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Viola Davis learns a 'messy truth' about her ancestry via DNA test: 'A lot of secrets'

The actor makes a shocking family discovery during an appearance on "Finding Your Roots."

Viola Davis has always felt connected to her mother's ancestors from South Carolina, even if she's never known much about them. The Academy Award-winning actor uncovers a "messy truth" about her family in the latest episode of "Finding Your Roots," thanks to a DNA test.

With the help of the show's host, Henry Louis Gates Jr., Davis, who grew up in Rhode Island, learns that her maternal grandfather kept a secret about his paternity from the rest of his family.

As it turns out, Davis' had two potential fathers. On his social security application, he listed a man named Gable Logan as his dad, but his obituary listed a man named John Young.

Davis, 57, is intrigued by the news, revealing that her mother had never mentioned this discrepancy before.

“Isn’t that interesting, that silence?” Gates asks her.

“Silence is always interesting to me,” the star responds.

According to historical records, Henry Logan's mother Corine Ravenell Logan married Gable Logan in 1912. The couple was together when Henry Logan, Davis' grandfather, was born in May of 1920.

Still, their being married doesn't prove that Gable Logan was his biological father.

Another record from 1919 shows that Gable Logan served in the military in World War I. When he returned to America from serving in France, there was "no evidence" that Gable Logan ever returned to South Carolina, where he had previously lived with his wife.

Naturally, the question on Gates' and Davis' minds at this point is: If Gable Logan never returned home, who was Henry Logan's father? Was it John Young?

When the show's host asks the actor for her take on the situation, she shares the following insight.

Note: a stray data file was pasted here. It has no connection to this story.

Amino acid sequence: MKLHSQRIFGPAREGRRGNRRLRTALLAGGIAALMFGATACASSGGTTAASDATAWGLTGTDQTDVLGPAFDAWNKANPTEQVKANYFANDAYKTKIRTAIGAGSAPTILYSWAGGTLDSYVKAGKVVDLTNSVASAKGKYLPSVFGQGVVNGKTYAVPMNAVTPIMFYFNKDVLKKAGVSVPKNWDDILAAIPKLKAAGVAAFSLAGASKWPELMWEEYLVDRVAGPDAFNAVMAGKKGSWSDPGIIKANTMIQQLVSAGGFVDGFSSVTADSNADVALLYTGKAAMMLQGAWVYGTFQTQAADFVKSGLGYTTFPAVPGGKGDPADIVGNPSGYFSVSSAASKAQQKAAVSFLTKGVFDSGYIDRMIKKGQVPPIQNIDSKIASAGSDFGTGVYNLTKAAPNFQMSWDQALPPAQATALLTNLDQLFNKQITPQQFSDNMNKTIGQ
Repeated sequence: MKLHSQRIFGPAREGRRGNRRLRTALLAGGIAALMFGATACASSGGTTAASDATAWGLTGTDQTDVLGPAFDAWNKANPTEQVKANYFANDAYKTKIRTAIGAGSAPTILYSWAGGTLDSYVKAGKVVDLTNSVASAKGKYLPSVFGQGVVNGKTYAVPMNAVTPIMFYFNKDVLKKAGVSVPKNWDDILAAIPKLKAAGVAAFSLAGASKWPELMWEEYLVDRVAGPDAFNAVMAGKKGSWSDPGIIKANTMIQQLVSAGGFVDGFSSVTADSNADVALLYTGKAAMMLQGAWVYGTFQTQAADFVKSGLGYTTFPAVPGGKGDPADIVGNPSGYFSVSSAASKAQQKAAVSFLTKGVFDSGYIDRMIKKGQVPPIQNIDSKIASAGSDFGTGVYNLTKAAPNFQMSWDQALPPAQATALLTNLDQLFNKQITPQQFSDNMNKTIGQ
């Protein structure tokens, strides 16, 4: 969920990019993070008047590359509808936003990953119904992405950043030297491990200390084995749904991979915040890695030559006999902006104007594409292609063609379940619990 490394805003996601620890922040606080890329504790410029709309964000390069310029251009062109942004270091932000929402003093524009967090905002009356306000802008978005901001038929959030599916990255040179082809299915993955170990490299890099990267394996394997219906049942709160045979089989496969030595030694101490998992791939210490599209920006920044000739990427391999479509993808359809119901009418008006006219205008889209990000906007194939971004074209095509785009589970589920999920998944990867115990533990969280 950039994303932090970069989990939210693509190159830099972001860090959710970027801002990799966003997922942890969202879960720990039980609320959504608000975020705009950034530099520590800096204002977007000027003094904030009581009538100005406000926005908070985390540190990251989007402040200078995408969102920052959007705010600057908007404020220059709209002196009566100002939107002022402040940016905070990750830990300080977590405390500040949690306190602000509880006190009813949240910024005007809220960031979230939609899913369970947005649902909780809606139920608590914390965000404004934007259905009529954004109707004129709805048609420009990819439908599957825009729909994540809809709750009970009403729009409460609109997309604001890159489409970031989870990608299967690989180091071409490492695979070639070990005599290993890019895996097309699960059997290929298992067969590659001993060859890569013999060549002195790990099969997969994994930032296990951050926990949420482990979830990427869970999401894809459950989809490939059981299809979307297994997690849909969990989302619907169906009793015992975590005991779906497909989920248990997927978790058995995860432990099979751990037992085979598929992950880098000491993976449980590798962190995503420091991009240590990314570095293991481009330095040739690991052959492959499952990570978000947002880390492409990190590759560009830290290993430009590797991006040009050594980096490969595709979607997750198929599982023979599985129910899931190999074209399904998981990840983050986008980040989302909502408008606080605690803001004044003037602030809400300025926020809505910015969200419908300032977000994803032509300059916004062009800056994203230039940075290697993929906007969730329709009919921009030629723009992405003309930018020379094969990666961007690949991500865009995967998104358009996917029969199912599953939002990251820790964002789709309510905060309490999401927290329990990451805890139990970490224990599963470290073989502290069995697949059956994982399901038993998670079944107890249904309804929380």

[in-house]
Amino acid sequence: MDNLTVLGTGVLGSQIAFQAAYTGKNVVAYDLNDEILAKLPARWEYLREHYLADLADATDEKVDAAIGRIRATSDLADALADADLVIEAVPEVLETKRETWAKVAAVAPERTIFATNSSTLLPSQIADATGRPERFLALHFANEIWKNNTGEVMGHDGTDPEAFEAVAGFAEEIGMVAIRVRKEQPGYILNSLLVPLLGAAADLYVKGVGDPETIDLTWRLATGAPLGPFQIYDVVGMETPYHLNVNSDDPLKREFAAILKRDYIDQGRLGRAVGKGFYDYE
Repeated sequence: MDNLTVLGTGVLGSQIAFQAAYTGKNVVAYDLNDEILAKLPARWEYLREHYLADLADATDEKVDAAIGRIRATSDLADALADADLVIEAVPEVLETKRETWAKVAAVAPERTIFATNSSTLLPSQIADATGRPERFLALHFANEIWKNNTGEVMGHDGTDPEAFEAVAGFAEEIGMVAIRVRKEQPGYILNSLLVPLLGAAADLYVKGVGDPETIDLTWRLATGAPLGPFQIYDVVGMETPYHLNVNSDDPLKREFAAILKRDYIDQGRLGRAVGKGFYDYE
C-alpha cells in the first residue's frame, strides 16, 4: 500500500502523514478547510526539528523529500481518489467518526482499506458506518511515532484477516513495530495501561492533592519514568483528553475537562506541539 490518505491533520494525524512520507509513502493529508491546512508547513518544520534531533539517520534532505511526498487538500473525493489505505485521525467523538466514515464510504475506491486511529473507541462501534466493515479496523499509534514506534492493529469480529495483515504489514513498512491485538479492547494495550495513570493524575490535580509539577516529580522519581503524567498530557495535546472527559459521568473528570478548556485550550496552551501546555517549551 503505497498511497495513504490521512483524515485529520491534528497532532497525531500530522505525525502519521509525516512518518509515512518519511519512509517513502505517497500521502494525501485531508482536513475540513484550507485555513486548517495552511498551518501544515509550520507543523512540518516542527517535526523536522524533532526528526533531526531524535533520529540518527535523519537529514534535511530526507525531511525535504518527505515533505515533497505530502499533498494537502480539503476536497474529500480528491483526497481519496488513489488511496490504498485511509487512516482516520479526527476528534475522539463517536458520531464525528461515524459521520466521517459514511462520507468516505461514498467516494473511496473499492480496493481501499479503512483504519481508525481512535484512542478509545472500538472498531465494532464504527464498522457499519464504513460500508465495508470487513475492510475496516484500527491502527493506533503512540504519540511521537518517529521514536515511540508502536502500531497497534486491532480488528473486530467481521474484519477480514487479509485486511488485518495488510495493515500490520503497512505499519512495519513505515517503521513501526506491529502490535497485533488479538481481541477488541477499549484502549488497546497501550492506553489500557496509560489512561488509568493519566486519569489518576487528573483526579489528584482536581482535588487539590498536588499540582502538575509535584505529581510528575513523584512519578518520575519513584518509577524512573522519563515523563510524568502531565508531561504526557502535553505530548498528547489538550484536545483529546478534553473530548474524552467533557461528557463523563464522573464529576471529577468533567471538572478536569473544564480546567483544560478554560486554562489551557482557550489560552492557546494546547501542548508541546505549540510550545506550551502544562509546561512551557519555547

"I think Corine, I don't know, got bored, had a disconnect and went with someone else while (Gable Logan) was away. And I think that that was a very short-lived relationship," she says.

In 1920, the year Henry Logan was born, census data shows that Corine Logan was living with her parents down the street from Young, who was married.

With the help of DNA from Davis’ mother, the “Finding Your Roots” team got to work and discovered that Henry’s father was indeed Young.

"I’m the amalgamation of a lot of stories and a lot of secrets."

Viola davis

In short? Davis' grandfather was likely the result of an affair between Corine Logan and Young. Henry Logan and his wife, Mozell Logan, went on to have "at least" 18 children, including Davis' mother, Mae Alice Davis.

“It makes me know that I entered this world with a big old load from the moment I came out of my mother's womb. I’m the amalgamation of a lot of stories and a lot of secrets,” she says in response to the news.

Corine Logan died when Henry was 6 years old. Young and his family eventually moved to North Carolina without Davis' grandfather.

After sharing this news, Gates asks Davis if she thinks Young's relationship with her great-grandmother might’ve had anything to do with his family's decision to move.

“Absolutely. You’ve gotta bury your secrets,” she says.

Davis suggests that Henry Logan must have felt “abandoned” and would probably have been labeled as “unwanted.”

Learning about her grandfather's childhood gave Davis renewed appreciation for his struggle.

"I think that all of us want to create a past that benefits us and our fantasies. I think because the other is too hard to process. We like stories that are going to elevate us. We’re not so good with messy truth and this is a messy truth," she says.

During the episode, Davis also learns about one of her ancestors who was born into slavery and was forced to fight alongside his owner’s son in the Confederate Army.

“It hurts my soul. It really does,” Davis says.

At the same time, Davis says she feels proud knowing how far her family has come.

"I'm proud because I think that me and a lot of my family members have broken generational curses because we dared to dream big and we dared to dig in deep in the dirt and filth and trauma of our childhood and want better for our lives ... My story is different and I'm proud of that," she says.